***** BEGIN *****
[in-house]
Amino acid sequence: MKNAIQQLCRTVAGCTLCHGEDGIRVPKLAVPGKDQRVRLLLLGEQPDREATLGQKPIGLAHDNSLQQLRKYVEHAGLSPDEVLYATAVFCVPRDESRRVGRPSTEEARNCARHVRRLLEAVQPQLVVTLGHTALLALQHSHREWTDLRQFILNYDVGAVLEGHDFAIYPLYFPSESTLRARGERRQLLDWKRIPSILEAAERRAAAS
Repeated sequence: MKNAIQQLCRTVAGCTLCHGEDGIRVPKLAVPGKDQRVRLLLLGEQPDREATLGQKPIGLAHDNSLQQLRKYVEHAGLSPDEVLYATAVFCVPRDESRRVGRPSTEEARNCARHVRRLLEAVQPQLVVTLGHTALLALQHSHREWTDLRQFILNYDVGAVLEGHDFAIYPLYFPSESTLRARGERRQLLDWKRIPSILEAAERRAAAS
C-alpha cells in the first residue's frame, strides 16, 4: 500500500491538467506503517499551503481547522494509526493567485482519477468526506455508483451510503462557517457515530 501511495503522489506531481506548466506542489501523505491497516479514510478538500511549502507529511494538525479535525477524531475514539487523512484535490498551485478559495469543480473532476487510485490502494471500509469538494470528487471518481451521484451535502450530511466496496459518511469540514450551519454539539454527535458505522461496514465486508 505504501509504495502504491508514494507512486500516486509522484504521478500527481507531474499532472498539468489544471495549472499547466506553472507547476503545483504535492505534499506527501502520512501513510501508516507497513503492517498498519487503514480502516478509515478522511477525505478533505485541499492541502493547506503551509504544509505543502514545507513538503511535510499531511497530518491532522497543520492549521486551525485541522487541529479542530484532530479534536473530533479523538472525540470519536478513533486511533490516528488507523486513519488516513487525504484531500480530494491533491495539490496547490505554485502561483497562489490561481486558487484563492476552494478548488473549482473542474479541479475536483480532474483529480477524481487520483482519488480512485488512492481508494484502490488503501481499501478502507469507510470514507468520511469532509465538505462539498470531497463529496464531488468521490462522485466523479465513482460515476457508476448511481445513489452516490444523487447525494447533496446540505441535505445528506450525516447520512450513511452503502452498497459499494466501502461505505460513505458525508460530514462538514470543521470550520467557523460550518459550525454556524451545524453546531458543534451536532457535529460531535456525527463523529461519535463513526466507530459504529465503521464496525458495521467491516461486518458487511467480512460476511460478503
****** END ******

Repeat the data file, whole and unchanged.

[in-house]
Amino acid sequence: MKNAIQQLCRTVAGCTLCHGEDGIRVPKLAVPGKDQRVRLLLLGEQPDREATLGQKPIGLAHDNSLQQLRKYVEHAGLSPDEVLYATAVFCVPRDESRRVGRPSTEEARNCARHVRRLLEAVQPQLVVTLGHTALLALQHSHREWTDLRQFILNYDVGAVLEGHDFAIYPLYFPSESTLRARGERRQLLDWKRIPSILEAAERRAAAS
Repeated sequence: MKNAIQQLCRTVAGCTLCHGEDGIRVPKLAVPGKDQRVRLLLLGEQPDREATLGQKPIGLAHDNSLQQLRKYVEHAGLSPDEVLYATAVFCVPRDESRRVGRPSTEEARNCARHVRRLLEAVQPQLVVTLGHTALLALQHSHREWTDLRQFILNYDVGAVLEGHDFAIYPLYFPSESTLRARGERRQLLDWKRIPSILEAAERRAAAS
C-alpha cells in the first residue's frame, strides 16, 4: 500500500491538467506503517499551503481547522494509526493567485482519477468526506455508483451510503462557517457515530 501511495503522489506531481506548466506542489501523505491497516479514510478538500511549502507529511494538525479535525477524531475514539487523512484535490498551485478559495469543480473532476487510485490502494471500509469538494470528487471518481451521484451535502450530511466496496459518511469540514450551519454539539454527535458505522461496514465486508 505504501509504495502504491508514494507512486500516486509522484504521478500527481507531474499532472498539468489544471495549472499547466506553472507547476503545483504535492505534499506527501502520512501513510501508516507497513503492517498498519487503514480502516478509515478522511477525505478533505485541499492541502493547506503551509504544509505543502514545507513538503511535510499531511497530518491532522497543520492549521486551525485541522487541529479542530484532530479534536473530533479523538472525540470519536478513533486511533490516528488507523486513519488516513487525504484531500480530494491533491495539490496547490505554485502561483497562489490561481486558487484563492476552494478548488473549482473542474479541479475536483480532474483529480477524481487520483482519488480512485488512492481508494484502490488503501481499501478502507469507510470514507468520511469532509465538505462539498470531497463529496464531488468521490462522485466523479465513482460515476457508476448511481445513489452516490444523487447525494447533496446540505441535505445528506450525516447520512450513511452503502452498497459499494466501502461505505460513505458525508460530514462538514470543521470550520467557523460550518459550525454556524451545524453546531458543534451536532457535529460531535456525527463523529461519535463513526466507530459504529465503521464496525458495521467491516461486518458487511467480512460476511460478503